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Bulimia is an eating disorder where primary fear of a person is becoming fat. People with this eating disorder binge-eat and then make themselves sick, use laxatives or excessive exercise to help themselves maintain their 'normal' weight.

Eating binges in bulimia may occur several times a day. They are caused by a sense of self-disgust, which is compensated with behaviours already mentioned (self-induced vomiting, excessive exercise, abuse of laxatives, diuretics, or enemas).

Bulimia can start at any age, although it normally starts during late teens. It is thought that bulimia is woman's disease, but it does occur among male population too. It is true though that more women have bulimia than men, and is believed that bulimia is four times more common than anorexia. It is estimated that up to 4% of population are thought to have bulimia. Bulimia is a disease of a Western world. 

The exact cause of bulimia is unknown: but scientist think factors, like family problems, perfectionist personality,  depression, overemphasis on physical appearance are main reasons that contribute to the development of bulimia nervosa.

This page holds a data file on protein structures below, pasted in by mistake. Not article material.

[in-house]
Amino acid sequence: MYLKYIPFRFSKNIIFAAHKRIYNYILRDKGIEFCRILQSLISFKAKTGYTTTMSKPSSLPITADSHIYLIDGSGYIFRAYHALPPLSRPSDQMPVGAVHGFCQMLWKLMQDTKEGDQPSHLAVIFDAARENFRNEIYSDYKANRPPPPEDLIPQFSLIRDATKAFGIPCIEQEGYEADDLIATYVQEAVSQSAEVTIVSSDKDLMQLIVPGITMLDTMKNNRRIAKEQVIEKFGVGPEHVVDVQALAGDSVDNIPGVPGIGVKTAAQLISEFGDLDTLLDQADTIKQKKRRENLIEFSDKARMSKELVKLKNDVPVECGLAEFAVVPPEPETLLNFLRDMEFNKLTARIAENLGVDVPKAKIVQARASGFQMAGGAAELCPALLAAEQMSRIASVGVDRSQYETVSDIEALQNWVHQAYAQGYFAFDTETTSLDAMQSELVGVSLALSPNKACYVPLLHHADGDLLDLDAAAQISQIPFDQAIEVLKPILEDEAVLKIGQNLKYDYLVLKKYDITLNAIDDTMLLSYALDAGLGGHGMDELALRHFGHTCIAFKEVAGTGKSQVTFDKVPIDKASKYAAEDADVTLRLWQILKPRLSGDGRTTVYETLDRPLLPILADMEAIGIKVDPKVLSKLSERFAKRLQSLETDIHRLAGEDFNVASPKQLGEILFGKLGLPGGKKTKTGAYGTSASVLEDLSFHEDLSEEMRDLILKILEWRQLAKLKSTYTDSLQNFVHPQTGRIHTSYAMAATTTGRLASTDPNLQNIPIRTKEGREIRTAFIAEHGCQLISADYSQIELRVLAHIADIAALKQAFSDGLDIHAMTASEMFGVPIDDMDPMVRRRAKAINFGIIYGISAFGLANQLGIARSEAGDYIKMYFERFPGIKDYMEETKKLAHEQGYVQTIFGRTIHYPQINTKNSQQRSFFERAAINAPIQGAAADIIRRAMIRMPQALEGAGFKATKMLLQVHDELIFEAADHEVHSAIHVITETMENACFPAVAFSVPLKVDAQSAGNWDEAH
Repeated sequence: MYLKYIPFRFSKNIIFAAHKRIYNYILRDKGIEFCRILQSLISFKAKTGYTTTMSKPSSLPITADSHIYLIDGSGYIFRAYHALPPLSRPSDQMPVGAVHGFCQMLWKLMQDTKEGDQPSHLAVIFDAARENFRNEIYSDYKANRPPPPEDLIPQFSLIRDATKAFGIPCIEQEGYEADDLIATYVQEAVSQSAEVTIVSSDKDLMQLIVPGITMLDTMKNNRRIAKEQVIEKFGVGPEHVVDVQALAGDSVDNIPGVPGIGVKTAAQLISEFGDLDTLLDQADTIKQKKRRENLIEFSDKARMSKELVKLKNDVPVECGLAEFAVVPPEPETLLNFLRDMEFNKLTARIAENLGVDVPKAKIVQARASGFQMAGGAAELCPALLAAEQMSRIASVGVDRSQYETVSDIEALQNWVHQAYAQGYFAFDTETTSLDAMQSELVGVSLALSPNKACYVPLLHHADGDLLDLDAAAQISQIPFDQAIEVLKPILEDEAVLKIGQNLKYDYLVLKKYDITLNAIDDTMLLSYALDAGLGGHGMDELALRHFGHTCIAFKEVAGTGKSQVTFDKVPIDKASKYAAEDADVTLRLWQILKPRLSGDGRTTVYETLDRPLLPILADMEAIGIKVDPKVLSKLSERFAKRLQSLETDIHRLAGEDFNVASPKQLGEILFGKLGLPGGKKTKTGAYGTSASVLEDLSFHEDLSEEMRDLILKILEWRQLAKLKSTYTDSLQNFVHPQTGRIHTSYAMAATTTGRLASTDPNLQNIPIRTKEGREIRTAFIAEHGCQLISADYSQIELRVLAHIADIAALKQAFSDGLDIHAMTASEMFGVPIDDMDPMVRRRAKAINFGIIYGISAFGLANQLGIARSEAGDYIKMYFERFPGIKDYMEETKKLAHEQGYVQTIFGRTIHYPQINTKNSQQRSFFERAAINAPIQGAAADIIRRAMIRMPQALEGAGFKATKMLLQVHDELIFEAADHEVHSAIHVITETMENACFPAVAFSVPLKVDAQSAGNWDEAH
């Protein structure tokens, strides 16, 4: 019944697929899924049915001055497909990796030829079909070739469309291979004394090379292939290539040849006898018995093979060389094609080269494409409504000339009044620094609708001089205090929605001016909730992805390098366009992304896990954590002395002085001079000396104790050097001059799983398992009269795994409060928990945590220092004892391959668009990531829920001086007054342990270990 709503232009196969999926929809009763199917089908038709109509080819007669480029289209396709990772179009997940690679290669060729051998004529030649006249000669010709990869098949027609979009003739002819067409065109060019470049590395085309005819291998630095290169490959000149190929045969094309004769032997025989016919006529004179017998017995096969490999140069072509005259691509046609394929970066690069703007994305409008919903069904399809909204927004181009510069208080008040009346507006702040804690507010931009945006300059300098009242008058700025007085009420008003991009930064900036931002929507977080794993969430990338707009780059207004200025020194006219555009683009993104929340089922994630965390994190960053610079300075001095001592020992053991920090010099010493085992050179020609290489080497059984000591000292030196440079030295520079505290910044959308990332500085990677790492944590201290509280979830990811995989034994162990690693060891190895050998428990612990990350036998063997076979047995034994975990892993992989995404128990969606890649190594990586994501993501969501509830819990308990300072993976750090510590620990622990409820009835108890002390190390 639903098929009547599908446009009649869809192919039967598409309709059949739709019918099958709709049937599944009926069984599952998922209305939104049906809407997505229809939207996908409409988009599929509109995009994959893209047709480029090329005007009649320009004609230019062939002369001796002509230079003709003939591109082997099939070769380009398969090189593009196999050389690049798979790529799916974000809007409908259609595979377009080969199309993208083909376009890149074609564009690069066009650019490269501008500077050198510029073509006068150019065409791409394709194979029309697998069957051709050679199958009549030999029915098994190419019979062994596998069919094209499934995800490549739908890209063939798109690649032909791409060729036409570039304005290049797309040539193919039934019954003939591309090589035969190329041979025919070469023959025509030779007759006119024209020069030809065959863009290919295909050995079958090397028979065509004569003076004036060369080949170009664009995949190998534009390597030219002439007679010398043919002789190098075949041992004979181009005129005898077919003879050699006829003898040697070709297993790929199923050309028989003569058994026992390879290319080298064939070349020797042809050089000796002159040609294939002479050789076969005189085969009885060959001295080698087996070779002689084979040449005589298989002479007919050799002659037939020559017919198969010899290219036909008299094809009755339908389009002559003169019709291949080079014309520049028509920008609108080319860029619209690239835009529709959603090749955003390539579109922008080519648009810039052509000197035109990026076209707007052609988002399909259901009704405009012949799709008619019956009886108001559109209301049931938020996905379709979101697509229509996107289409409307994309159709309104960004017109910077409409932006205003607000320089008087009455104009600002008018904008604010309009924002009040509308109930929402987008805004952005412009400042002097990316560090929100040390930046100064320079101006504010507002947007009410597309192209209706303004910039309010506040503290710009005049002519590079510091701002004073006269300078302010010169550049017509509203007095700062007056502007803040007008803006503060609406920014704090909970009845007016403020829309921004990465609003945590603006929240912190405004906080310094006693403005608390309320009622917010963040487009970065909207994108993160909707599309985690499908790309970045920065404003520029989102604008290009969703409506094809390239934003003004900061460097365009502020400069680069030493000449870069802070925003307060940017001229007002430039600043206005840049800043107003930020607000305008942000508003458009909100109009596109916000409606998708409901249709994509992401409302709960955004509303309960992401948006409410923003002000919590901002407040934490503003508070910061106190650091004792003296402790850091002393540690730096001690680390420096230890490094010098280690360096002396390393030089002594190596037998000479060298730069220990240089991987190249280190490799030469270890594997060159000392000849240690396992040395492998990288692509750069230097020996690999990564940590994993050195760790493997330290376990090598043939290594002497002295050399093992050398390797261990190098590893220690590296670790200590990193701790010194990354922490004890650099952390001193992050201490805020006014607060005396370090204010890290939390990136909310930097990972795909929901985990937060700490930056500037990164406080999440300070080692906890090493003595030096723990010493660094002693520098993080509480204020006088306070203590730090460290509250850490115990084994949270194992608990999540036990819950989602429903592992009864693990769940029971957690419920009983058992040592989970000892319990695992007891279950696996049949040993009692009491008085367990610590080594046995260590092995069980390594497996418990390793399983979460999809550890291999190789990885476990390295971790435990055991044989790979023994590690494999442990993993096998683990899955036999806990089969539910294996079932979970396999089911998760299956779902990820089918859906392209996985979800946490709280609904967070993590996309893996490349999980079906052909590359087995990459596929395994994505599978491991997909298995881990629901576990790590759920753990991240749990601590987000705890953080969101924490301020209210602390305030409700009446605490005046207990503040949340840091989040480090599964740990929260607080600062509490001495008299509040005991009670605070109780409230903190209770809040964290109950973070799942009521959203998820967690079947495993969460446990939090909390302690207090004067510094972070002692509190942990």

Impacts of bulimic activities on health and personality

First of all, we have to distinguish two types of bulimia behaviours. First type is purging type, for which is typical that during the current episode of bulimia nervosa, the person has regularly engaged in binge-eating or purging behavior, such as self-induced vomiting or the abuse of laxatives, diuretics or enemas.
Second type is  nonpurging type, where during the current episode of bulimia nervosa, the person has regularly engaged in other but purging compensatory behavior, such as fasting or excessive exercise, but has not regularly abused laxatives, diuretics or enemas or has not regularly engaged in self-induced vomiting
Both types, purging and nonpurging type of bulimic behaviours can be extremely harmful to the body, both physically and mentally. However, the purging behaviour is proved to have more negative impacts on physical body and its systems. Most complications of bulimia (in both types) result from imbalance of electrolytes, which present salt in the blood. This is however sooner expressed in purging type because of repeated self-induced vomiting behaviour. But this is just the top of an ice berg: self-induced vomiting can erode tooth enamel, which results in increased dental cavities and increased sensitivity of the teeth to hot or cold food. Repeated vomiting results in irritation and tears in the lining of the throat, esophagus, and stomach, which can cause ulcers; swelling and soreness in the salivary glands can occur. If person abuses laxatives and diuretics, it causes loss of sodium and potassium, which can damage the heart muscle, consequently increasing the risk for irregular heartbeats, heart problems or failure, and even death. Abuse of laxative can lead to chronic constipation and irregular bowel movements.
Some of the potential health consequences of binge eating disorder include high blood pressure, high cholesterol levels, heart disease as a result of elevated triglyceride levels, secondary diabetes and gallbladder disease. 

Here is a longer list of health consequences of bulimia:
  • Malnutrition
  • Dehydration